Mitre has developed a new draft standard called Structured Threat Information eXpressions (STIX). The framework focuses on making intel-sharing “wire-speed,” allowing defenders to more quickly react to threats. The initial version, an XML Schema, consists of eight components, including Indicator, Incident, Exploit Target, Campaign, and Threat Actor. Mitre’s early goal is to create a common language that would allow systems to seamlessly share this threat data with each other.
Oh, and there’s another DHS-based companion framework for the actual transmission of this threat data called … get this … TAXII or Trusted Automated eXchange of Indicator Information. These pseudo-government guys must spend a lot of time coming up with these sometimes silly- / sometimes genius-sounding acronyms. Anyway, all the usual suspects are supporting this standard (e.g., DHS, US-CERT, NIST, FS-ISAC, and big contractors) but it remains to be seen if STIX will become THE adopted intel-sharing standard or not.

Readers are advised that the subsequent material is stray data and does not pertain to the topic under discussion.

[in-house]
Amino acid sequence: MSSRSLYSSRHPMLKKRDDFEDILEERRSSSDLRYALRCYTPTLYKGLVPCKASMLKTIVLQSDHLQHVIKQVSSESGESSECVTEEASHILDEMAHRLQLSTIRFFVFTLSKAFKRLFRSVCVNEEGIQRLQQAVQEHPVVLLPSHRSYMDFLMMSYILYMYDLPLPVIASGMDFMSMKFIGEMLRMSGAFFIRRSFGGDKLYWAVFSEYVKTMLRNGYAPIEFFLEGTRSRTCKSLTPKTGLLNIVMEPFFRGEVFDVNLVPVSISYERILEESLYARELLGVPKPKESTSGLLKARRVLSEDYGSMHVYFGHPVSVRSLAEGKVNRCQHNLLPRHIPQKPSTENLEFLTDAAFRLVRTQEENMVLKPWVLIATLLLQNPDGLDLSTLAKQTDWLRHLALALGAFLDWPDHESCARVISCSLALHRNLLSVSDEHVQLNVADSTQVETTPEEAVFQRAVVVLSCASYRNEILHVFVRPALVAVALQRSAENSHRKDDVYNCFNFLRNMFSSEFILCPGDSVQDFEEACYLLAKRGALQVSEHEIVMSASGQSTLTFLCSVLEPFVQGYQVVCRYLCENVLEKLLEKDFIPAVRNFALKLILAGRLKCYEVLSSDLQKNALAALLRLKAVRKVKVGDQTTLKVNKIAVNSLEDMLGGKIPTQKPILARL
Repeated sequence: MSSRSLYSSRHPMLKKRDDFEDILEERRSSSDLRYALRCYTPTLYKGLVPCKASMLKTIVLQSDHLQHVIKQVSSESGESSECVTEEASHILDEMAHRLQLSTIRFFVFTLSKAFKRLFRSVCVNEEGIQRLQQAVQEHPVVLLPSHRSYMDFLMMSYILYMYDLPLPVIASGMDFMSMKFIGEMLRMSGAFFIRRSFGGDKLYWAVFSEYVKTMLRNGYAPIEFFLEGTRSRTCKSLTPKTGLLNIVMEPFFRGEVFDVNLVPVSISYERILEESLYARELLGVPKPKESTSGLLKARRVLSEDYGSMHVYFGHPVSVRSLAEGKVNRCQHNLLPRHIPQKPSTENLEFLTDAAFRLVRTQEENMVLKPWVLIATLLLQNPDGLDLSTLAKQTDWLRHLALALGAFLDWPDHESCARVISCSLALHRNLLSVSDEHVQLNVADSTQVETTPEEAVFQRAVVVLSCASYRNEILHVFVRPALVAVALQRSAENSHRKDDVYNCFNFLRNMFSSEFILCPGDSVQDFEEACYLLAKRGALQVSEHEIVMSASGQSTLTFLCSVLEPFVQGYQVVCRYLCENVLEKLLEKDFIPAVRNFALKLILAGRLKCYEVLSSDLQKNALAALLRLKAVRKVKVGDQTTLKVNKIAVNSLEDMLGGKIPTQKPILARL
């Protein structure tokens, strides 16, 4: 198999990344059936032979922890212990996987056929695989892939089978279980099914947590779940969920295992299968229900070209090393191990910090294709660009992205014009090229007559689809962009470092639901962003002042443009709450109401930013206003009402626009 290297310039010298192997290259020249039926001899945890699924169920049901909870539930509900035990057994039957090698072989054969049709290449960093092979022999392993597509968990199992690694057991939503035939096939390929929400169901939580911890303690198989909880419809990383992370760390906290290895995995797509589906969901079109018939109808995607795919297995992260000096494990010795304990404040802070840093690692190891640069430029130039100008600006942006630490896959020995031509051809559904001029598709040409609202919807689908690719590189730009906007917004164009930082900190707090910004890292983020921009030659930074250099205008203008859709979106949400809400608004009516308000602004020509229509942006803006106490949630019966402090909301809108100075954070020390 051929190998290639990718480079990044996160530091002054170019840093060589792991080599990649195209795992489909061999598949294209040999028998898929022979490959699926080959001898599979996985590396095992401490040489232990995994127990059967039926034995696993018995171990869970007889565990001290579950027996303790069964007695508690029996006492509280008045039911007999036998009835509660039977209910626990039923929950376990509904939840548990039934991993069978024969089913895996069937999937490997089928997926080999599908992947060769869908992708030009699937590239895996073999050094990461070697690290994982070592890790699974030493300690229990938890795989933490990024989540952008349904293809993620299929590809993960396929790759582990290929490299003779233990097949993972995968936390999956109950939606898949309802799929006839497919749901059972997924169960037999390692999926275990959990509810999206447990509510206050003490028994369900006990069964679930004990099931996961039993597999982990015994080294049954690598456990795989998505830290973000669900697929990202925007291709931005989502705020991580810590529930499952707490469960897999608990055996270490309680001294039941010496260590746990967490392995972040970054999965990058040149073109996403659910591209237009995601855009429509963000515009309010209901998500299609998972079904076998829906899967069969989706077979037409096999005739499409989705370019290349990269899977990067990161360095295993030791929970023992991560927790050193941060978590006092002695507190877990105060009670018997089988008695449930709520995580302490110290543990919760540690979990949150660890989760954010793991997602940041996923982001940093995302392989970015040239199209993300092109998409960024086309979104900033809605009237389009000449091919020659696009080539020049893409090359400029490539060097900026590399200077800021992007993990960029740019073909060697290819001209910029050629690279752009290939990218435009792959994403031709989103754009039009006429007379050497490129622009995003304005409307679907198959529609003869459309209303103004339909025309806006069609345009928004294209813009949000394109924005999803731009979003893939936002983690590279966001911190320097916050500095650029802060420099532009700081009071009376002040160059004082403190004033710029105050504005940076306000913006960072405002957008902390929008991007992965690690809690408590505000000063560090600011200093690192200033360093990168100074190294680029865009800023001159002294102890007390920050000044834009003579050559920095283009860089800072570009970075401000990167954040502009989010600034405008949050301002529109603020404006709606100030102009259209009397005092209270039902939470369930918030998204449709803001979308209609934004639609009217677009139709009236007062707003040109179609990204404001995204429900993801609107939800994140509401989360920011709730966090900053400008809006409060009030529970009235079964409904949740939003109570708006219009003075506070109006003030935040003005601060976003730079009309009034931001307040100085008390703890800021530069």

When a company hit by a cyberattack shares some details of the attack with another firm, it typically gives them a call or shoots them an email with some intelligence on the malware or other fingerprints of the attack. It’s then up to the recipient to manually translate that information into a format it can use to automatically protect itself from falling prey to that attack.
That gap of time between receiving the intell and converting it into something useful can make all the difference in deflecting or mitigating an attack. To wit, an industry effort is under way to create a standard, machine-readable language that organizations can use to efficiently incorporate the latest threat information into their security infrastructures, called Structured Threat Information eXpression, or STIX.
“STIX is not a program or policy. It’s not a system or application. It’s not code or heuristics: It’s purely a language,” says Sean Barnum, a principal in cybersecurity at Mitre Corp., which is spearheading the project. “It’s a way of expressing and specifying cyberthreat information. You can then use it any way you want.”
What do you think about STIX? Post your comments below. Today’s post pic is from GovTech.com.